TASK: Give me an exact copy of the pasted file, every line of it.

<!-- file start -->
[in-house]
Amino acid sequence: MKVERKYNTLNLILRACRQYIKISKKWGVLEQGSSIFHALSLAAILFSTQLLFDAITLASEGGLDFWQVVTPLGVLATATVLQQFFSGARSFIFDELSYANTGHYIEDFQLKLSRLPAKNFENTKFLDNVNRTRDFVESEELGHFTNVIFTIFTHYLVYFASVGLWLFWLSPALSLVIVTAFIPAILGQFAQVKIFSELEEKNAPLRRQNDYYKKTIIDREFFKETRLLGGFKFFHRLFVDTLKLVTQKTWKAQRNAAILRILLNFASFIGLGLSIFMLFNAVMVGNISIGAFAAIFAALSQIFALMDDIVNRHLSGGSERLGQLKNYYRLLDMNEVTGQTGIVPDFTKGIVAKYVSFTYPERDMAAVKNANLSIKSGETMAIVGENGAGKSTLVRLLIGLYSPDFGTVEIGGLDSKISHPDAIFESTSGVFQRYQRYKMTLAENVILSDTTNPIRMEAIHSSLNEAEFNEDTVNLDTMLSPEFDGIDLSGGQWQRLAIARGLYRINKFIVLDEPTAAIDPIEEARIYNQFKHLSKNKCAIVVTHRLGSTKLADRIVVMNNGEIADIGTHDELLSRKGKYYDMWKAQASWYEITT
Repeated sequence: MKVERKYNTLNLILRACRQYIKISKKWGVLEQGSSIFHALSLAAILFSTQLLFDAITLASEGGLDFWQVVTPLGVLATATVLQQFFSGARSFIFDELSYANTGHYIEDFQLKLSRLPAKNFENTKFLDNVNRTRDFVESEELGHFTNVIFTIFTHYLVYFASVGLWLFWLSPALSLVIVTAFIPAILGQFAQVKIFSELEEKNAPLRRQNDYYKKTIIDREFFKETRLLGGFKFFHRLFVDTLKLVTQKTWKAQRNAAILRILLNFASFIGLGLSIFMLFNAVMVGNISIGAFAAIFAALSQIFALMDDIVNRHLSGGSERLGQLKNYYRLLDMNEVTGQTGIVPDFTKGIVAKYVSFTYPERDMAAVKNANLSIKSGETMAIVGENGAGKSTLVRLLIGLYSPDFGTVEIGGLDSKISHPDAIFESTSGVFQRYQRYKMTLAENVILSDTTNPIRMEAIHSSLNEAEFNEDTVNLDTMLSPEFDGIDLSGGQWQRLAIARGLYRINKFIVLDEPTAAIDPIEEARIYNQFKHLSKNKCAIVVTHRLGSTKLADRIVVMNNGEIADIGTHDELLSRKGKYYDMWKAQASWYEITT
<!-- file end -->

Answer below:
[in-house]
Amino acid sequence: MKVERKYNTLNLILRACRQYIKISKKWGVLEQGSSIFHALSLAAILFSTQLLFDAITLASEGGLDFWQVVTPLGVLATATVLQQFFSGARSFIFDELSYANTGHYIEDFQLKLSRLPAKNFENTKFLDNVNRTRDFVESEELGHFTNVIFTIFTHYLVYFASVGLWLFWLSPALSLVIVTAFIPAILGQFAQVKIFSELEEKNAPLRRQNDYYKKTIIDREFFKETRLLGGFKFFHRLFVDTLKLVTQKTWKAQRNAAILRILLNFASFIGLGLSIFMLFNAVMVGNISIGAFAAIFAALSQIFALMDDIVNRHLSGGSERLGQLKNYYRLLDMNEVTGQTGIVPDFTKGIVAKYVSFTYPERDMAAVKNANLSIKSGETMAIVGENGAGKSTLVRLLIGLYSPDFGTVEIGGLDSKISHPDAIFESTSGVFQRYQRYKMTLAENVILSDTTNPIRMEAIHSSLNEAEFNEDTVNLDTMLSPEFDGIDLSGGQWQRLAIARGLYRINKFIVLDEPTAAIDPIEEARIYNQFKHLSKNKCAIVVTHRLGSTKLADRIVVMNNGEIADIGTHDELLSRKGKYYDMWKAQASWYEITT
Repeated sequence: MKVERKYNTLNLILRACRQYIKISKKWGVLEQGSSIFHALSLAAILFSTQLLFDAITLASEGGLDFWQVVTPLGVLATATVLQQFFSGARSFIFDELSYANTGHYIEDFQLKLSRLPAKNFENTKFLDNVNRTRDFVESEELGHFTNVIFTIFTHYLVYFASVGLWLFWLSPALSLVIVTAFIPAILGQFAQVKIFSELEEKNAPLRRQNDYYKKTIIDREFFKETRLLGGFKFFHRLFVDTLKLVTQKTWKAQRNAAILRILLNFASFIGLGLSIFMLFNAVMVGNISIGAFAAIFAALSQIFALMDDIVNRHLSGGSERLGQLKNYYRLLDMNEVTGQTGIVPDFTKGIVAKYVSFTYPERDMAAVKNANLSIKSGETMAIVGENGAGKSTLVRLLIGLYSPDFGTVEIGGLDSKISHPDAIFESTSGVFQRYQRYKMTLAENVILSDTTNPIRMEAIHSSLNEAEFNEDTVNLDTMLSPEFDGIDLSGGQWQRLAIARGLYRINKFIVLDEPTAAIDPIEEARIYNQFKHLSKNKCAIVVTHRLGSTKLADRIVVMNNGEIADIGTHDELLSRKGKYYDMWKAQASWYEITT